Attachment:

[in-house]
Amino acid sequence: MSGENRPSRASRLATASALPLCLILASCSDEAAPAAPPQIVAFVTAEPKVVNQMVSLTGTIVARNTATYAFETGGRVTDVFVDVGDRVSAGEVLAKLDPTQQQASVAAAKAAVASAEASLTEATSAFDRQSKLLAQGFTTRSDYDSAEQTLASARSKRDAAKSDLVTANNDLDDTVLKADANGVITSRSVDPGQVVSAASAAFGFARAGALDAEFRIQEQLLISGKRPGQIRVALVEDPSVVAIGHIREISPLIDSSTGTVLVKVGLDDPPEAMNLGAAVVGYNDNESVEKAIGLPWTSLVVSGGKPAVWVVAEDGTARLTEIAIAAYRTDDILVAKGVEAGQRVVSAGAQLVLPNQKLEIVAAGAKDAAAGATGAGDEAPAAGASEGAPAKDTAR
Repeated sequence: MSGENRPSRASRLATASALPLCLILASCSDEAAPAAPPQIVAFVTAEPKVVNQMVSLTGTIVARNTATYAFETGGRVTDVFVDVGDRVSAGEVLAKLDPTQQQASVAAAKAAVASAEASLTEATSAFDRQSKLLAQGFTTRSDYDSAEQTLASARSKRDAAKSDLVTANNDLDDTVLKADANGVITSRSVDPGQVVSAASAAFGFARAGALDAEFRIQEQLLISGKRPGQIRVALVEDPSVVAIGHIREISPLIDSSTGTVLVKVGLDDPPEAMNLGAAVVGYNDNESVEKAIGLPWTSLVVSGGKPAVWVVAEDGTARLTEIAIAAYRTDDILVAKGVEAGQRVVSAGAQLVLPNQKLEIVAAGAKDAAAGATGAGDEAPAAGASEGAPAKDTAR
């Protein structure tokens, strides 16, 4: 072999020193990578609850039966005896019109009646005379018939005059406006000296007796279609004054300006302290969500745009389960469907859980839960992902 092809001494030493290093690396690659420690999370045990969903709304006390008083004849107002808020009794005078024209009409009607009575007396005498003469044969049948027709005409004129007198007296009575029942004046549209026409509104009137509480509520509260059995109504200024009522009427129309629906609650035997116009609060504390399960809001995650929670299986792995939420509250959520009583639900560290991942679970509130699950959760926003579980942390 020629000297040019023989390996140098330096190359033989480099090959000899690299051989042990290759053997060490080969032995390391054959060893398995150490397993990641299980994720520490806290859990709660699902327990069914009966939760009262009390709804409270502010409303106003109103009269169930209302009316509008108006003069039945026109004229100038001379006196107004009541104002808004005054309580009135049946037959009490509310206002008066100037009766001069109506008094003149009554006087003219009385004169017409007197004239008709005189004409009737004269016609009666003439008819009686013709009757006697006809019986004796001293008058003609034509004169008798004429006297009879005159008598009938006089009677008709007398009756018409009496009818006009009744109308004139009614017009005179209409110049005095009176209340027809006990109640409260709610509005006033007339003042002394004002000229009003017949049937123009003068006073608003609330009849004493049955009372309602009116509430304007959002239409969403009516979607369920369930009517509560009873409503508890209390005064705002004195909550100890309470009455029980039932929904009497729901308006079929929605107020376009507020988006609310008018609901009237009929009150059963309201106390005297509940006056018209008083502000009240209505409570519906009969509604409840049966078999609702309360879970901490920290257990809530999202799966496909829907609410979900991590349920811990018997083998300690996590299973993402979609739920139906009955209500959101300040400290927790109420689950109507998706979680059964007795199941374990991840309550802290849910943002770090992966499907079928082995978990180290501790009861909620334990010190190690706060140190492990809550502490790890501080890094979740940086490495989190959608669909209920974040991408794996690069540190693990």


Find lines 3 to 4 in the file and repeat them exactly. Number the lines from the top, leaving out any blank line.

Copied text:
Repeated sequence: MSGENRPSRASRLATASALPLCLILASCSDEAAPAAPPQIVAFVTAEPKVVNQMVSLTGTIVARNTATYAFETGGRVTDVFVDVGDRVSAGEVLAKLDPTQQQASVAAAKAAVASAEASLTEATSAFDRQSKLLAQGFTTRSDYDSAEQTLASARSKRDAAKSDLVTANNDLDDTVLKADANGVITSRSVDPGQVVSAASAAFGFARAGALDAEFRIQEQLLISGKRPGQIRVALVEDPSVVAIGHIREISPLIDSSTGTVLVKVGLDDPPEAMNLGAAVVGYNDNESVEKAIGLPWTSLVVSGGKPAVWVVAEDGTARLTEIAIAAYRTDDILVAKGVEAGQRVVSAGAQLVLPNQKLEIVAAGAKDAAAGATGAGDEAPAAGASEGAPAKDTAR
């Protein structure tokens, strides 16, 4: 072999020193990578609850039966005896019109009646005379018939005059406006000296007796279609004054300006302290969500745009389960469907859980839960992902 092809001494030493290093690396690659420690999370045990969903709304006390008083004849107002808020009794005078024209009409009607009575007396005498003469044969049948027709005409004129007198007296009575029942004046549209026409509104009137509480509520509260059995109504200024009522009427129309629906609650035997116009609060504390399960809001995650929670299986792995939420509250959520009583639900560290991942679970509130699950959760926003579980942390 020629000297040019023989390996140098330096190359033989480099090959000899690299051989042990290759053997060490080969032995390391054959060893398995150490397993990641299980994720520490806290859990709660699902327990069914009966939760009262009390709804409270502010409303106003109103009269169930209302009316509008108006003069039945026109004229100038001379006196107004009541104002808004005054309580009135049946037959009490509310206002008066100037009766001069109506008094003149009554006087003219009385004169017409007197004239008709005189004409009737004269016609009666003439008819009686013709009757006697006809019986004796001293008058003609034509004169008798004429006297009879005159008598009938006089009677008709007398009756018409009496009818006009009744109308004139009614017009005179209409110049005095009176209340027809006990109640409260709610509005006033007339003042002394004002000229009003017949049937123009003068006073608003609330009849004493049955009372309602009116509430304007959002239409969403009516979607369920369930009517509560009873409503508890209390005064705002004195909550100890309470009455029980039932929904009497729901308006079929929605107020376009507020988006609310008018609901009237009929009150059963309201106390005297509940006056018209008083502000009240209505409570519906009969509604409840049966078999609702309360879970901490920290257990809530999202799966496909829907609410979900991590349920811990018997083998300690996590299973993402979609739920139906009955209500959101300040400290927790109420689950109507998706979680059964007795199941374990991840309550802290849910943002770090992966499907079928082995978990180290501790009861909620334990010190190690706060140190492990809550502490790890501080890094979740940086490495989190959608669909209920974040991408794996690069540190693990």